"This is not primary care, it's just an add-on," Nagler says, adding, without being specific, that patients identified as using the system too often will be "curtailed from doing that."
On the surface, I'll admit, it may not seem like a big, innovative step, and maybe it's not. But it does open up new revenue streams and new sources for patient interactions for the physicians that call Continuum home in some way.
It's a way to expand office hours without a physician revolt, and it keeps patients in the hospital's ecosystem. Perhaps it will bring more patients who don't have a primary care physician into Continuum's sphere. It does cater to some degree to concierge crowd, who don't want to wait, and best of all, it's an all-cash or credit business. No waiting around for reimbursements and patient billing.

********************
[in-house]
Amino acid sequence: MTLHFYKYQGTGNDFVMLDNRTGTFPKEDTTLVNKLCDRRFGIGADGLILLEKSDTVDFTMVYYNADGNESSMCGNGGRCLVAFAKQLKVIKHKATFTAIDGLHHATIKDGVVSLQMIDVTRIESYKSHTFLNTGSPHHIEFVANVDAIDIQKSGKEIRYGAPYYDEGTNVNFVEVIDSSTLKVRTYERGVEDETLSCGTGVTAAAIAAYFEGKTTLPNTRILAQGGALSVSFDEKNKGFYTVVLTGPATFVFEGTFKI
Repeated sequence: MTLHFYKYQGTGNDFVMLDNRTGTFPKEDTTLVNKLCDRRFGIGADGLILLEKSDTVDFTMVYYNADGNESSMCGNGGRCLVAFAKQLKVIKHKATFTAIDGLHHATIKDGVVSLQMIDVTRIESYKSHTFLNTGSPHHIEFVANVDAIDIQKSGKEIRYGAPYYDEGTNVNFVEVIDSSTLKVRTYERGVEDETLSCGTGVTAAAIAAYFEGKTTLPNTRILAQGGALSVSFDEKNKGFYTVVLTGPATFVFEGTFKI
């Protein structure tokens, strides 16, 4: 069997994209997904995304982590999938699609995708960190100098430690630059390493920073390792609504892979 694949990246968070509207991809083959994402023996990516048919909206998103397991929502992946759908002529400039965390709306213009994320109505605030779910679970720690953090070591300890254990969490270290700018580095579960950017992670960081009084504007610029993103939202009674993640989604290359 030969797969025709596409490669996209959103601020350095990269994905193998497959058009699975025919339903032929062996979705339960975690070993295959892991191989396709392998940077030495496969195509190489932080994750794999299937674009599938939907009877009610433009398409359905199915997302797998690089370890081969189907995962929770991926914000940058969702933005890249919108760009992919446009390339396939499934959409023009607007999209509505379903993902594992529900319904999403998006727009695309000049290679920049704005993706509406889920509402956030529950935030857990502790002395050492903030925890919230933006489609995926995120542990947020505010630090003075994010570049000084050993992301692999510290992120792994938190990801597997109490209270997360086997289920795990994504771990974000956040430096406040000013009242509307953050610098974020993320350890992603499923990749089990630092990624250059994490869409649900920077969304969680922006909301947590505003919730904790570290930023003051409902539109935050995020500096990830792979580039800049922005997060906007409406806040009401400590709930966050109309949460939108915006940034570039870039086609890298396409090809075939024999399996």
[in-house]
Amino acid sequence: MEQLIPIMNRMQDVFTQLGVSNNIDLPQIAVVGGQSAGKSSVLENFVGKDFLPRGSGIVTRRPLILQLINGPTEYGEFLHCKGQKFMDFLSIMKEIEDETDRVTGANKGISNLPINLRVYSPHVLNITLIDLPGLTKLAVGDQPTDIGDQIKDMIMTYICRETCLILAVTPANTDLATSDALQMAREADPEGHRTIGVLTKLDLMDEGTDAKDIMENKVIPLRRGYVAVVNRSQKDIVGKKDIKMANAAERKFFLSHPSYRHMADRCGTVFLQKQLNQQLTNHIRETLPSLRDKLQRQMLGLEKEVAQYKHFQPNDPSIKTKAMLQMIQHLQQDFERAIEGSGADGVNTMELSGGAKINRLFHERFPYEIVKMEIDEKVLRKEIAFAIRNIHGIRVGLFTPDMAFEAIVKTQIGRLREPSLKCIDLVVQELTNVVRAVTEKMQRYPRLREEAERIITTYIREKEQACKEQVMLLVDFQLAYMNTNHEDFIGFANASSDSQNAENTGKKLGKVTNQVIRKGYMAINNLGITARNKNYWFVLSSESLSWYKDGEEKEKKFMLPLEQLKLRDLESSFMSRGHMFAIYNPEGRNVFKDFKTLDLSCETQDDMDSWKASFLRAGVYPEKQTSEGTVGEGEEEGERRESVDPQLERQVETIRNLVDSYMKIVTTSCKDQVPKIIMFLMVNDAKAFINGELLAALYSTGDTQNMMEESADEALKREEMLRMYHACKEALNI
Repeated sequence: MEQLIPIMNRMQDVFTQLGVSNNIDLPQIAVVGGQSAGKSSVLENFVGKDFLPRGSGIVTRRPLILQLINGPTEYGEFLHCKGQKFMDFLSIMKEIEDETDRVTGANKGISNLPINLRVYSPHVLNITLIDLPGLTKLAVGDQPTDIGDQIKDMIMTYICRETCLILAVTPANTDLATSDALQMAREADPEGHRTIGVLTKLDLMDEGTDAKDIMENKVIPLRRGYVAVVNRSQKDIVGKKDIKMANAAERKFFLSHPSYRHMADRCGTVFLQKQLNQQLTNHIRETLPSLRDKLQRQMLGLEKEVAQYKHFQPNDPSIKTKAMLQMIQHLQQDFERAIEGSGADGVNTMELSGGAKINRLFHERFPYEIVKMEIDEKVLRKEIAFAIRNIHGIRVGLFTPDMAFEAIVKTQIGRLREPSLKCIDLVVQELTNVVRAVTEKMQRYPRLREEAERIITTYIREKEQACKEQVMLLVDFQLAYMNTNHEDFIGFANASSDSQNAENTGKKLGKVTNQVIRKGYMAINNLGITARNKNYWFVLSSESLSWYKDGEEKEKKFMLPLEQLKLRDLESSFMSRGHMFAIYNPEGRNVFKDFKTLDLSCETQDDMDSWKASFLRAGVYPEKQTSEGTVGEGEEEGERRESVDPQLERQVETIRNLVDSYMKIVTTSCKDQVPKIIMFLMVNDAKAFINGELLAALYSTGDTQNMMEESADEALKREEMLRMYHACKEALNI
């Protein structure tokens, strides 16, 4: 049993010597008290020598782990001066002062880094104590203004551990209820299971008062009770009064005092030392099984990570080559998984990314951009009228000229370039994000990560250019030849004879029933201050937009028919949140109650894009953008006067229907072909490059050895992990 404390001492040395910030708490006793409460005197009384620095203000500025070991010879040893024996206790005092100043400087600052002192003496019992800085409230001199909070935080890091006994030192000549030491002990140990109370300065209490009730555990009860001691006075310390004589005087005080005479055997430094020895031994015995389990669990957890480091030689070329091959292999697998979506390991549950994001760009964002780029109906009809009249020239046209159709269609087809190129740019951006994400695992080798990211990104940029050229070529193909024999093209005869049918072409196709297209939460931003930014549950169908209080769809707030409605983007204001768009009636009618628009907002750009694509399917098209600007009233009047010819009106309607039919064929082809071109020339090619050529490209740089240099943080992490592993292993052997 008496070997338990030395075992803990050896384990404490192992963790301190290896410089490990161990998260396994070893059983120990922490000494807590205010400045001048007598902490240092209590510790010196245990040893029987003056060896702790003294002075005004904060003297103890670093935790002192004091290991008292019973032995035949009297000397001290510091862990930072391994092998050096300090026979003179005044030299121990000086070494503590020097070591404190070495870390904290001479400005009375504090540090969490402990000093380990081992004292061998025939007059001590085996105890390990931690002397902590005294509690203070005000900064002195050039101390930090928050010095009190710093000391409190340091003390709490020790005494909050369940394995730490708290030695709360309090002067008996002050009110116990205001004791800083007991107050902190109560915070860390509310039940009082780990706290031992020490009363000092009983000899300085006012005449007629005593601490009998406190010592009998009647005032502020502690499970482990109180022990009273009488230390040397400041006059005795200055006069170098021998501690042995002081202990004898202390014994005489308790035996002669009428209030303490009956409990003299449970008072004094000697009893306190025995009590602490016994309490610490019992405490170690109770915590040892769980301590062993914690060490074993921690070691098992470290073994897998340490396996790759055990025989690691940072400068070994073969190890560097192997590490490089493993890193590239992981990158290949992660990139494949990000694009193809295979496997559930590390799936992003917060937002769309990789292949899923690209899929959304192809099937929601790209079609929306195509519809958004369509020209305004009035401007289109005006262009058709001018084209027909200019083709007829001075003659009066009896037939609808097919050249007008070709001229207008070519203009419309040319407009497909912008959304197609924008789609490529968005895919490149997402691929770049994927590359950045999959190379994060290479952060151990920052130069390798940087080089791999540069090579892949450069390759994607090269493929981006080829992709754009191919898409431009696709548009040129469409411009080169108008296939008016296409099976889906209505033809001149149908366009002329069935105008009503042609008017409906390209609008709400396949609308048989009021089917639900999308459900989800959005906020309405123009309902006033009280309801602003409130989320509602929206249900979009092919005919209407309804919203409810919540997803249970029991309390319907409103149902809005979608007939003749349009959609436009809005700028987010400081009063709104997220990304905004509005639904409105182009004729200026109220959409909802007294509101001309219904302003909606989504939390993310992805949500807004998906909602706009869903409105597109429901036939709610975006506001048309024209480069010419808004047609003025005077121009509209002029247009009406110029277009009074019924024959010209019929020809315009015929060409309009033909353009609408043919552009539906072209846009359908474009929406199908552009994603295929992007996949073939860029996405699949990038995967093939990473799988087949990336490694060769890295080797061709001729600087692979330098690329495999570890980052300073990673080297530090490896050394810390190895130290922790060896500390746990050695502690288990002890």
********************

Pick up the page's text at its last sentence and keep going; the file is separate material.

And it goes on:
"We're going to measure the volume of calls and activity and the economics and referrals that come into our system as well as satisfaction rates," says Nagler, who adds that at some point, Continuum docs may be available to patients in an expanded geographical area, that is, outside New York City.
"I think it has the potential to bring in a younger population initially who may not need the services of a traditional hospital environment," he says. "As we gain acceptance, it has the potential to percolate up through the family, if you will."
Not if I will. If the patients will.